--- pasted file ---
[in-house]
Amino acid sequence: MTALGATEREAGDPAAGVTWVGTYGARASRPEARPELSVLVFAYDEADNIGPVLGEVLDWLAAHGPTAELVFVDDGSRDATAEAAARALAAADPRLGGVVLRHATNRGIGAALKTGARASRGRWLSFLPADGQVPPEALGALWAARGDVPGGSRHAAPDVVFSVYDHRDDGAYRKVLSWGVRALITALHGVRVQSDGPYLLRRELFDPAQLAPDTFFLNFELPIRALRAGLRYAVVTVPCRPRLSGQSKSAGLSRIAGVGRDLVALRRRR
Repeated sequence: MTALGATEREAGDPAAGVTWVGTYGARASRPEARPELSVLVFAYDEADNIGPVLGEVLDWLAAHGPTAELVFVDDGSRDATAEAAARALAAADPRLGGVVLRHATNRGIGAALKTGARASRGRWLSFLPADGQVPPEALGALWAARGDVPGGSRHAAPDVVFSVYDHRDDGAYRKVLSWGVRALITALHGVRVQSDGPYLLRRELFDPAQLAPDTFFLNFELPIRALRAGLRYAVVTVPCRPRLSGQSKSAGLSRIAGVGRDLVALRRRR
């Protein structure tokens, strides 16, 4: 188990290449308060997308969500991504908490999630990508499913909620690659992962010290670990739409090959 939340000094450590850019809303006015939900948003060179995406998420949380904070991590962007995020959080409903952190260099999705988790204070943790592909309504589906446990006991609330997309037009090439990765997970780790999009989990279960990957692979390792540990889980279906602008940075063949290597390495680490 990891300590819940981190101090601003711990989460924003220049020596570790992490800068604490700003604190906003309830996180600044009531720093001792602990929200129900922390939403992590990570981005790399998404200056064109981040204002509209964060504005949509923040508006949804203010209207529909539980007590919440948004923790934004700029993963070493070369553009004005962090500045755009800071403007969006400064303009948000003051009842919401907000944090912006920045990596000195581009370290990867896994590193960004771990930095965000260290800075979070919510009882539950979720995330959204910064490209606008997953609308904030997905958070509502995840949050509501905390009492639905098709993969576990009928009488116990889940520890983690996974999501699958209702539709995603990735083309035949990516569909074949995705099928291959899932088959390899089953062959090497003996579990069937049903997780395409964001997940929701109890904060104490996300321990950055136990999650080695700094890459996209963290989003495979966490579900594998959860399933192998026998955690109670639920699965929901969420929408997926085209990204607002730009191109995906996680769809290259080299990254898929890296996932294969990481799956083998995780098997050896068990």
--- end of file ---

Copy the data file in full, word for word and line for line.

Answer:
[in-house]
Amino acid sequence: MTALGATEREAGDPAAGVTWVGTYGARASRPEARPELSVLVFAYDEADNIGPVLGEVLDWLAAHGPTAELVFVDDGSRDATAEAAARALAAADPRLGGVVLRHATNRGIGAALKTGARASRGRWLSFLPADGQVPPEALGALWAARGDVPGGSRHAAPDVVFSVYDHRDDGAYRKVLSWGVRALITALHGVRVQSDGPYLLRRELFDPAQLAPDTFFLNFELPIRALRAGLRYAVVTVPCRPRLSGQSKSAGLSRIAGVGRDLVALRRRR
Repeated sequence: MTALGATEREAGDPAAGVTWVGTYGARASRPEARPELSVLVFAYDEADNIGPVLGEVLDWLAAHGPTAELVFVDDGSRDATAEAAARALAAADPRLGGVVLRHATNRGIGAALKTGARASRGRWLSFLPADGQVPPEALGALWAARGDVPGGSRHAAPDVVFSVYDHRDDGAYRKVLSWGVRALITALHGVRVQSDGPYLLRRELFDPAQLAPDTFFLNFELPIRALRAGLRYAVVTVPCRPRLSGQSKSAGLSRIAGVGRDLVALRRRR
């Protein structure tokens, strides 16, 4: 188990290449308060997308969500991504908490999630990508499913909620690659992962010290670990739409090959 939340000094450590850019809303006015939900948003060179995406998420949380904070991590962007995020959080409903952190260099999705988790204070943790592909309504589906446990006991609330997309037009090439990765997970780790999009989990279960990957692979390792540990889980279906602008940075063949290597390495680490 990891300590819940981190101090601003711990989460924003220049020596570790992490800068604490700003604190906003309830996180600044009531720093001792602990929200129900922390939403992590990570981005790399998404200056064109981040204002509209964060504005949509923040508006949804203010209207529909539980007590919440948004923790934004700029993963070493070369553009004005962090500045755009800071403007969006400064303009948000003051009842919401907000944090912006920045990596000195581009370290990867896994590193960004771990930095965000260290800075979070919510009882539950979720995330959204910064490209606008997953609308904030997905958070509502995840949050509501905390009492639905098709993969576990009928009488116990889940520890983690996974999501699958209702539709995603990735083309035949990516569909074949995705099928291959899932088959390899089953062959090497003996579990069937049903997780395409964001997940929701109890904060104490996300321990950055136990999650080695700094890459996209963290989003495979966490579900594998959860399933192998026998955690109670639920699965929901969420929408997926085209990204607002730009191109995906996680769809290259080299990254898929890296996932294969990481799956083998995780098997050896068990």